“Unlock your home equity!”
“Need $30,000 or $300,000? A home equity loan is the answer.”
“Home equity loan? Let us show you how we can help!”
The ads scream from city billboards and all over the web (as well as in our local newspapers and on our television screens), clearly illustrating the popularity of (and intense demand for) home equity loans and lines of credit. The COVID Pandemic and the sharp increase in the value of homes and condominiums over the past year has only accelerated this demand.
Home equity loans allow a homeowner to borrow money by using their property as collateral. A home equity line of credit is a cross between a personal line of credit and a second mortgage. Your home is collateral for the loan. You do not have to draw the money until you need it. You can draw all or part of it at any time and pay some (or all) of it back as you wish. Think of these types of loans as low-cost revolving credit.
This option could provide desperately needed cash to pay down any debts you might have that carry higher interest rates. But borrower beware! Home equity lines of credit are not like other loans:
- Unlike your primary mortgage, home equity lines of credit are “demand loans” – your lender can demand repayment in full at any time
- There are fees charged for setting up a home equity loan, including appraisal fees, legal fees, disbursements, and HST (most of us forget about these fees when shopping for a loan)
- Home equity lines of credit are not designed for anyone who is having a challenging time controlling their spending – the temptation to dip into the line of credit whenever some money is needed for a purchase could end up adding a sizable amount to an existing mortgage
You will also need to be aware that if there is a rise in interest rates down the road (a viable scenario as Canadians continue to rack up astonishing amounts of personal debt during this pandemic) it could put your now-profitable piggy bank of a home “under water” (that occurs when the mortgage on your home is higher than the actual resale value of the property). That is a scenario you want to avoid at all costs.
The Canadian Government Institutes Protective Measures for Consumers
The past decade has been a comfortable one, in many ways, for Canadian homeowners. We have enjoyed unprecedented low interest rates and have taken advantage of the convenience of using our homes to finance our lifestyles. Until the Federal Government decided to put a stop to this behavior by bringing new mortgage rules into effect on July 9th, 2012. As of that date, the maximum amount a Canadian family could borrow when refinancing their house was reduced from 85% of the value of the home to 80%. This effectively means that less money was available to us through our home equity lines of credit. Since that time, the government has instituted some additional mortgage “stress tests” including one on June 1st, 2021, that made it tougher to qualify for a mortgage.
This all means that some Canadians will no longer be able to use a portion of their available home equity to pay off unsecured debt. It also means that, as homeowners, we are going to need to get our financing and budgeting in order quickly.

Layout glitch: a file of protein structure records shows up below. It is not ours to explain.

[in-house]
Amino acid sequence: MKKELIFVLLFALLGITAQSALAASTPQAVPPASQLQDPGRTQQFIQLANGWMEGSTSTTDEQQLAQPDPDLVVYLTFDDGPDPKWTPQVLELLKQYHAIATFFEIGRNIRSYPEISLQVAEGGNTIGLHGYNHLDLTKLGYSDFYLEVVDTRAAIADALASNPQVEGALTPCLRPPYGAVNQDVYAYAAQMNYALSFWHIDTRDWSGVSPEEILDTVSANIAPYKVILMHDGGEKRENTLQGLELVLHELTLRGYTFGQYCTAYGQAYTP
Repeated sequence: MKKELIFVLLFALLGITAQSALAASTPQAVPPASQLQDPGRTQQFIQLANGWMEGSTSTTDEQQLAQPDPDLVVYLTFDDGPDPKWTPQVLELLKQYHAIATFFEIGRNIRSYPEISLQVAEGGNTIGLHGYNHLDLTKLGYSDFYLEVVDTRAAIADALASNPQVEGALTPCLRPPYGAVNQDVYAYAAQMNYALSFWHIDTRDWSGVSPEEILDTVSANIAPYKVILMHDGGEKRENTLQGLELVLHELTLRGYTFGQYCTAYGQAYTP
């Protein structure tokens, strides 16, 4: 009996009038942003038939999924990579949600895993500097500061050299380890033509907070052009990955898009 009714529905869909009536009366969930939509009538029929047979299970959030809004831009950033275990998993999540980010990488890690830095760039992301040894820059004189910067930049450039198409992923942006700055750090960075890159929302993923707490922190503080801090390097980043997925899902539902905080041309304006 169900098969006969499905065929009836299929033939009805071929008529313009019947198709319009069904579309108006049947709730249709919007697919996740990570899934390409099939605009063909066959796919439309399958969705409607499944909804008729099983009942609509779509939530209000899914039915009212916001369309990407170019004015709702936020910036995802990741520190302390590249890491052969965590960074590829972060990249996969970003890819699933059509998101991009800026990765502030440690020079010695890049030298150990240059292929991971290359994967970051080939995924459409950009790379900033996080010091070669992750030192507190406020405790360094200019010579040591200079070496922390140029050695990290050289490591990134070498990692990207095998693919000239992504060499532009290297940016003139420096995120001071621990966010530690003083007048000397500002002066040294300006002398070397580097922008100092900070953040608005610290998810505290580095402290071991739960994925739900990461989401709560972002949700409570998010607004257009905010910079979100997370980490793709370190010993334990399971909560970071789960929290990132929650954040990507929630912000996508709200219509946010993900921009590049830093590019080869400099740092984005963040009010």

So, what other options do we have to clear up a large pile of debt if we have lost the ability to use our home’s equity to finance our daily lives?
The Power Of The Proposal
Rather than go further into debt by arranging a home equity line of credit, consider a consumer proposal. Proposals are embraced by educated consumers who may be struggling to meet their financial obligations. They understand the importance of getting rid of debt as quickly as possible and opt to work with a Licensed Insolvency Trustee (also known as a “LIT”) to prepare a fair and reasonable settlement offer to their creditors so they can avoid a bankruptcy scenario.
How A Consumer Proposal Works
First, you work with a federally Licensed Trustee to determine how much you owe, how much you can afford to pay towards your debt each month, and how long it will take you to pay off an agreed-upon amount. Then the Trustee submits your proposal to your creditors. If a simple majority of your creditors (51%) accept the offer, then all your unsecured creditors are obliged under the BIA (Bankruptcy and Insolvency Act) to accept the offer.
Here is another benefit of filing a Proposal: It immediately stops all collection efforts and legal actions by your creditors, including lawsuits, asset seizures, and wage garnishments (without having to file for bankruptcy). This type of debt relief is an excellent alternative to a home equity loan, and you are shedding debt rather than taking on more debt.
If you have been having difficulty arranging for a home equity line of credit (or want to get out from under the burden of your present home equity line of credit) and are desperate to deal with this rising debt load, consider a Consumer Proposal as a solution to your debt problems.
We can provide you with guidance and advice at any of our more than 80 offices across Canada. Please reach out to our licensed professionals today by clicking on the FREE CONSULTATION button, below, or give us a call. We will work together to find the right solution for your debt pressures.